This Sunday Elder Music column was launched in December of 2008. By May of the following year, one commenter, Peter Tibbles, had added so much knowledge and value to my poor attempts at musical presentations that I asked him to take over the column. He's been here each week ever since delighting us with his astonishing grasp of just about everything musical, his humor and sense of fun. You can read Peter's bio here and find links to all his columns here.
Continuing with the series of music that has caught my ear.
It seems that JOHANN AMON could play any instrument that he wrapped his hands, mouth, fingers or anything else around.
He was also a particularly fine writer of pretty much every genre of music you can imagine. Why he’s not better known is a mystery. As an example of what he could do here is the first movement of his Quintet for flute, horn, violin, viola, cello and bass I expect he could play all of those.
Quintet is the title of the piece, but I counted six instruments. (Throws up his hands). Anyway, it’s Quintet No. 2 in E minor, Op. 118.
EDVARD GRIEG is best known for his marvelous piano concerto and the music he wrote for Henrik Ibsen’s play Peer Gynt. He later pulled apart that music and created several suites that have become hugely popular.
On his twenty-fifth wedding anniversary, Ed wrote a piece of music as a present for his wife called Wedding Day at Troldhaugen (where they were married). How good is that?
The song, O Waly Waly dates from the sixteen hundreds. Many have tinkered with it over time including Benjamin Britten who wrote a couple of arrangements for it. Others have orchestrated it as well.
It was a standard for folk artists in the sixties and they generally called it The Water is Wide. In a classical setting here is YVONNE KENNY, the Australian soprano, usually associated with the music of Mozart and Handel.
MARKUS GRAUEL probably wrote the next piece of music but that “probably” is good enough for me. He doesn’t seemed to have stood still long enough to have his photo taken, so we don’t know what he looks like.
He was born sometime in the early eighteenth century, no one seems to know exactly when, the somewhere is what’s now Germany. There are only six known compositions of his – a few are thought to be lost (maybe more than a few).
This might be one of his though (probably), the Concerto A Major for violin & viola. Here is the first movement.
MICHÈL YOST was a French clarinet player from the middle of the eighteenth century and by all accounts a brilliant one. He’s another for whom no picture seems to be available.
Mike also wrote music, pretty much for that instrument (although there are some for others as well). That’s pretty much the sum total of what we know of him. One of his works is the Clarinet Quartet No. 1. This is the first movement.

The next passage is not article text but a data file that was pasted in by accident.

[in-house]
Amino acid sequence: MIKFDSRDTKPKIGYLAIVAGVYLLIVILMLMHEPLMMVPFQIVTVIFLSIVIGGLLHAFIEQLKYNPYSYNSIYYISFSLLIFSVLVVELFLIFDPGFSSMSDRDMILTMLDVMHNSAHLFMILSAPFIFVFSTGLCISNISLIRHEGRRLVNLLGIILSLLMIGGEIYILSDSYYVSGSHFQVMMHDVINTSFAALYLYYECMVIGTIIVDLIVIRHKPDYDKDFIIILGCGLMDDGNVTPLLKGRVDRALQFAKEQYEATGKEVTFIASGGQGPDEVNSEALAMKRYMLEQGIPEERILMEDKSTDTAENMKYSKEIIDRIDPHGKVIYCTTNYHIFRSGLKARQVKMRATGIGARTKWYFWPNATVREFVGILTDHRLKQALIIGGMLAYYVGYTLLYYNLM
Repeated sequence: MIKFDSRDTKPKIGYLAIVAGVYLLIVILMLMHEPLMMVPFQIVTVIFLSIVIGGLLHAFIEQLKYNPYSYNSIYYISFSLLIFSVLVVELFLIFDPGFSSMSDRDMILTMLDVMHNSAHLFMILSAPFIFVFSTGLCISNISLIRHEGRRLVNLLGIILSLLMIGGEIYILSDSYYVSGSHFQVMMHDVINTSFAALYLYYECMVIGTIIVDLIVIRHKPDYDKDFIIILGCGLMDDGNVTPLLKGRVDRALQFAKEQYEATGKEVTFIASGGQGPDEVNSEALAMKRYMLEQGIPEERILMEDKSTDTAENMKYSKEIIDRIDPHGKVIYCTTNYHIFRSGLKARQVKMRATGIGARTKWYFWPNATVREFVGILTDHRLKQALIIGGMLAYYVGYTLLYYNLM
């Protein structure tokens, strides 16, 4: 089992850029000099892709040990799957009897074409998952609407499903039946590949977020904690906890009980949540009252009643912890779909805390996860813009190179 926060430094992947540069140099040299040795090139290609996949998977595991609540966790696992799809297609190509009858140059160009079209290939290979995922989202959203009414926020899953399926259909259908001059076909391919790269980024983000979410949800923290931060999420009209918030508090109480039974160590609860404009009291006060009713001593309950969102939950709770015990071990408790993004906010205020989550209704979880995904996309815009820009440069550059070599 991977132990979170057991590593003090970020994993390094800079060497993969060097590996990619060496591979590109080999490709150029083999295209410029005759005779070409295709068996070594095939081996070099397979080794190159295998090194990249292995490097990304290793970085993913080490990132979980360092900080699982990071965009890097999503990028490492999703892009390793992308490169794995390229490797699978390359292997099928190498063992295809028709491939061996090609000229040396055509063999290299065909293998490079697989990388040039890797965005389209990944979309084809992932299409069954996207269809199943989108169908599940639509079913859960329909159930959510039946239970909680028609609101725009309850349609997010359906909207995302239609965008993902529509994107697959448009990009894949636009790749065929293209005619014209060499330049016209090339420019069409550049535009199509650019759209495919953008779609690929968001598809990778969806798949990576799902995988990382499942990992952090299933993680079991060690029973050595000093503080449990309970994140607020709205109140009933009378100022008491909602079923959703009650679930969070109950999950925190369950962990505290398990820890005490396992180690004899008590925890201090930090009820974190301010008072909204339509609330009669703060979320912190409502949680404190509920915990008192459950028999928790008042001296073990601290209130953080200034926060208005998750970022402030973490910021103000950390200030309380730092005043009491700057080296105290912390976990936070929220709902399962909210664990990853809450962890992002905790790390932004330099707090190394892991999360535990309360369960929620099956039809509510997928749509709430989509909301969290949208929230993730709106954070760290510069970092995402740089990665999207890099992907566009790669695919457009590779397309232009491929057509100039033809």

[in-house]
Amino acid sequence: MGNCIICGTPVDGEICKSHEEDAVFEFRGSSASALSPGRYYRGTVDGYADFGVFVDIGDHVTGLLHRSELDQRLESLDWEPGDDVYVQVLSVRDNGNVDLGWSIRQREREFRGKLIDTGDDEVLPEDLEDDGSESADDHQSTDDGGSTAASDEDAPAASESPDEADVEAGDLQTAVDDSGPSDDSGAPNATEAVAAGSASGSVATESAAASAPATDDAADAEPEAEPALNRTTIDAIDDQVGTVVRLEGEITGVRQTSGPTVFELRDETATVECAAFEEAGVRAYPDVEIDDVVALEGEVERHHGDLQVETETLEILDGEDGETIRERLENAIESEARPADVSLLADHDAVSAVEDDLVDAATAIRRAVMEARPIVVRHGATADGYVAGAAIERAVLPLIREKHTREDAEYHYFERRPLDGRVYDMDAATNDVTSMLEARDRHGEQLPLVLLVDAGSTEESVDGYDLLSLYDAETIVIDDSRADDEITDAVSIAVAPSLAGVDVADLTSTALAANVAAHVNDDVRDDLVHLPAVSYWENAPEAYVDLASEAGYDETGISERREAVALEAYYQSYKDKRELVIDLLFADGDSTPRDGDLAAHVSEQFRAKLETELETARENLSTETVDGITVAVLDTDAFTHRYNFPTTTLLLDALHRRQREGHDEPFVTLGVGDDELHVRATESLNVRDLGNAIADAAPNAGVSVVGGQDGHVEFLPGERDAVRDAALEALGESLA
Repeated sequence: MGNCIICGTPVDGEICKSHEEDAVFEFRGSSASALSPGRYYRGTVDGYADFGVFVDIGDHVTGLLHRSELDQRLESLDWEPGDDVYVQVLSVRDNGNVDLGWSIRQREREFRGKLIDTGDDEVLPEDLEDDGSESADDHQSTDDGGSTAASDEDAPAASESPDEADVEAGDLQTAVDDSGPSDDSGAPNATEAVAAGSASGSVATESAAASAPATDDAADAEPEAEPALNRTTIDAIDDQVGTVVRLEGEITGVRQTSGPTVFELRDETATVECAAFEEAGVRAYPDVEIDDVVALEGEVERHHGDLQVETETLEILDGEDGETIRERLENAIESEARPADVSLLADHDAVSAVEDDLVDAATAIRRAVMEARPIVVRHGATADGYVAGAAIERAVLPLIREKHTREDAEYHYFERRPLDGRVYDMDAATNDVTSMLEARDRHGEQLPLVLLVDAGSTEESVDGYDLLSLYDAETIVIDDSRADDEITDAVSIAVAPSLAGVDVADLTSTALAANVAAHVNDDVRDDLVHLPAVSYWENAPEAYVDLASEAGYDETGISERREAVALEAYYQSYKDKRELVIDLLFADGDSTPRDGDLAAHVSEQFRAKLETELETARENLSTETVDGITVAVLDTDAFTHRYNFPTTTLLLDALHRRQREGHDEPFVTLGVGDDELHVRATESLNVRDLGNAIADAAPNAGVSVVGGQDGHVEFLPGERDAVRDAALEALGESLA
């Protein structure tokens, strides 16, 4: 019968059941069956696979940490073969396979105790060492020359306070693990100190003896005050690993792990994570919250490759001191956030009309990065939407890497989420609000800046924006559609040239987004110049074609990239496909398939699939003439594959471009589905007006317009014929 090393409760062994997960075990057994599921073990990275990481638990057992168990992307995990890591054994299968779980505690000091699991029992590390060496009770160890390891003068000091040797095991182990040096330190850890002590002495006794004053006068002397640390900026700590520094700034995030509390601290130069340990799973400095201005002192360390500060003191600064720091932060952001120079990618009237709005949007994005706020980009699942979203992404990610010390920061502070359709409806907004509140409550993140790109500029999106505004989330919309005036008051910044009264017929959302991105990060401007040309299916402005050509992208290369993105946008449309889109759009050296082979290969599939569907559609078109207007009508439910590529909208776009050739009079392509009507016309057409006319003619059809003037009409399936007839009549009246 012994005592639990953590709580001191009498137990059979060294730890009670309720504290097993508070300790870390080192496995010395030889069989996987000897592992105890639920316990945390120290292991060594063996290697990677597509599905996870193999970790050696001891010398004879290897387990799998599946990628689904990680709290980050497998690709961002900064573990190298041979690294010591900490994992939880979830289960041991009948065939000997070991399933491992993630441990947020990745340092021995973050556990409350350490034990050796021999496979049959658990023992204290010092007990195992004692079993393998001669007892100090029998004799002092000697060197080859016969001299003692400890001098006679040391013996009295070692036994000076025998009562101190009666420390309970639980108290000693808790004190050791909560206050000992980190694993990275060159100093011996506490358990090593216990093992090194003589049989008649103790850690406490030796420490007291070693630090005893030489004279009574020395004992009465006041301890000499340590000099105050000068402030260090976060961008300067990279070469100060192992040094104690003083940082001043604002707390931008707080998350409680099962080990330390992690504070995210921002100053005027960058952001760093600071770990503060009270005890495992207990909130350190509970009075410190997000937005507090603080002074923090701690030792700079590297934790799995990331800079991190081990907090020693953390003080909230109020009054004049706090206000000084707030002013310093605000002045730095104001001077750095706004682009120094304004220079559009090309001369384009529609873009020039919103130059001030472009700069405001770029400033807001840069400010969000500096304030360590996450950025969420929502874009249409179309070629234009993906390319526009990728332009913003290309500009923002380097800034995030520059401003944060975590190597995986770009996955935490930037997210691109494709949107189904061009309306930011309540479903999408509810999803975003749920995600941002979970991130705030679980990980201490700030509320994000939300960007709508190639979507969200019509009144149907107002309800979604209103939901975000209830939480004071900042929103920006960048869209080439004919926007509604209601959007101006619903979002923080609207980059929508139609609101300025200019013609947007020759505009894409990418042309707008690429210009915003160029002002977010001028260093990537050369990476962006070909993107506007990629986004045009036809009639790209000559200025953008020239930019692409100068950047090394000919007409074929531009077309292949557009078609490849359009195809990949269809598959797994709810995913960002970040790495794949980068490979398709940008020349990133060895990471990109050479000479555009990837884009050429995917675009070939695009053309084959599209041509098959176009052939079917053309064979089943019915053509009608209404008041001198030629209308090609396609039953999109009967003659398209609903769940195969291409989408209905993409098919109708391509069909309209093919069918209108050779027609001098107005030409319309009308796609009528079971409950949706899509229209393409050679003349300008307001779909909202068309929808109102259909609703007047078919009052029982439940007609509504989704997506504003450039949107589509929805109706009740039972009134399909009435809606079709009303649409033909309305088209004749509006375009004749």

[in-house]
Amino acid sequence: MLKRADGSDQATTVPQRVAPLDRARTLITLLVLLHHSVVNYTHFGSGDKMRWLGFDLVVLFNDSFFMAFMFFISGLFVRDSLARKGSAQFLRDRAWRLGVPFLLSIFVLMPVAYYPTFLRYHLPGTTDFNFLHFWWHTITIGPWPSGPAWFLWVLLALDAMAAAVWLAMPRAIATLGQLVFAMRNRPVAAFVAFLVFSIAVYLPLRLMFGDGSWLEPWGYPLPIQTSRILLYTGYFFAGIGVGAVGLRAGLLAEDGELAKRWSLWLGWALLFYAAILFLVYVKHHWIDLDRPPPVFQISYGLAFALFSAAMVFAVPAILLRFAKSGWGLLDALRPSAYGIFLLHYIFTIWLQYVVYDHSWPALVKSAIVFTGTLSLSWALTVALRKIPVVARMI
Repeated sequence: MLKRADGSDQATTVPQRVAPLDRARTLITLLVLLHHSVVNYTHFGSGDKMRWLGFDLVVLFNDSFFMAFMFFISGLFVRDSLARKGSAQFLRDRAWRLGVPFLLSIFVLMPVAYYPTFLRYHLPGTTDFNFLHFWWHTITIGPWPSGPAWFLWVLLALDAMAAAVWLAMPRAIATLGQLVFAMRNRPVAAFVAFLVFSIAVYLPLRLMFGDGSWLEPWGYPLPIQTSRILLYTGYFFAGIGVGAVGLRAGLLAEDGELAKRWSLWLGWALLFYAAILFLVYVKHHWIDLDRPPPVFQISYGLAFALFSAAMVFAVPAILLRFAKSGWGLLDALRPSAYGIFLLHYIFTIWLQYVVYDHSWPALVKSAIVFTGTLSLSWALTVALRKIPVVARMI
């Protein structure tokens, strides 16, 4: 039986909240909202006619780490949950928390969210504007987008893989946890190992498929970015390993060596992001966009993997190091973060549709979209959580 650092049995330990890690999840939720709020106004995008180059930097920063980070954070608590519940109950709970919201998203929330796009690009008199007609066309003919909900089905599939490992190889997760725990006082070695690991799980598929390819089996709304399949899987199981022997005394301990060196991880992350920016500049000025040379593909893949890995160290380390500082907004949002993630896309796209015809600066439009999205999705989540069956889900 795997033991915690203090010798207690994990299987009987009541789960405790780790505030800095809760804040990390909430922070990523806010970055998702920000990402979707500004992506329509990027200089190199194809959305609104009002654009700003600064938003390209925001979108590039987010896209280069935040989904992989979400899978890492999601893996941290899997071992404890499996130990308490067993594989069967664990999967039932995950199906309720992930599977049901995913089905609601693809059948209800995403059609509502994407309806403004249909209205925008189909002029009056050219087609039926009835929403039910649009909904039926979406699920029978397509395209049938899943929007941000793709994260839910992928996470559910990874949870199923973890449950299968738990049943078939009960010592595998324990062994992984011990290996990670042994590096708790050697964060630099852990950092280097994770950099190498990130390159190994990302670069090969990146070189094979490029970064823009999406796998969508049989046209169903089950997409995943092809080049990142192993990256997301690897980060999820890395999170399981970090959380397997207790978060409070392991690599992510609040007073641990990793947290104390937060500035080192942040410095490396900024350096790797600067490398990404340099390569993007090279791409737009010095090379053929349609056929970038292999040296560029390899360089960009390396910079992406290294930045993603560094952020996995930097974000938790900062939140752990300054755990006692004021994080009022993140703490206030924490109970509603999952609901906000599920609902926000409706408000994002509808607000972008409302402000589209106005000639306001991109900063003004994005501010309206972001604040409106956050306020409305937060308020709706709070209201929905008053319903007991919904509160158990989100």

Here is something by that prolific composer ANONYMUS. That is not a misspelling (well, it is but it's the name on the CD), and in this case it refers to anonymous Habsburg violin music. That’s as much information that I have, apart from the name of the composition: Sonata No 4 in D major.
MICHAEL BALFE was an Irish composer who started his music career as a violinist and an opera singer (simultaneously, it seems).
He also wrote operas (29 of them), some of which were very successful at the time (mid-nineteenth century), not just in Britain, but France, Germany, America, Australia even.
From his opera “Satanella (or the power of love)” we have Thanks, Thanks, My Friends. The characters singing are Count Rupert (a landowner) and Stella (a princess) plus various others warbling along in the background.
FRANZ FREYSTÄDTLER was an Austrian composer and piano teacher. We’re really having a bad day for visual representations – that’s the problem with selecting rather obscure composers.
He was taught composition, piano and the organ by Mozart and Michael Haydn’s father-in-law. Talk about learning from the best.
At one stage he was thrown in the clink for apparently stealing a piano from the Austrian army (just think about that for a moment). Mozart intervened and things were smoothed over.
His compositions are pretty much all for piano in some form or other, including the interestingly named Concerto Facile in D major. This is the second movement. To my ears that’s a forte piano being played, rather than the modern instrument.
JEAN-BAPTISTE JANSON was pretty much contemporaneous with Mozart.
J-B though, as you might be able to guess, was French. Although he was principally a cello player he became a teacher of the bass at the Paris
Conservatoire. He managed to survive the reign of terror, but didn’t live too long into the nineteenth century. Here we have him with his preferred instrument with the first movement of his Cello Concerto in D major.
We can fade out now, just as this piece of music does. The composer is GIACOMO PUCCINI.
The music is from one of his most famous and best loved operas, “La Bohème”. It’s the duet at the end of act one when the lovers (as they are by now) wander off to meet their friends at the café. It’s called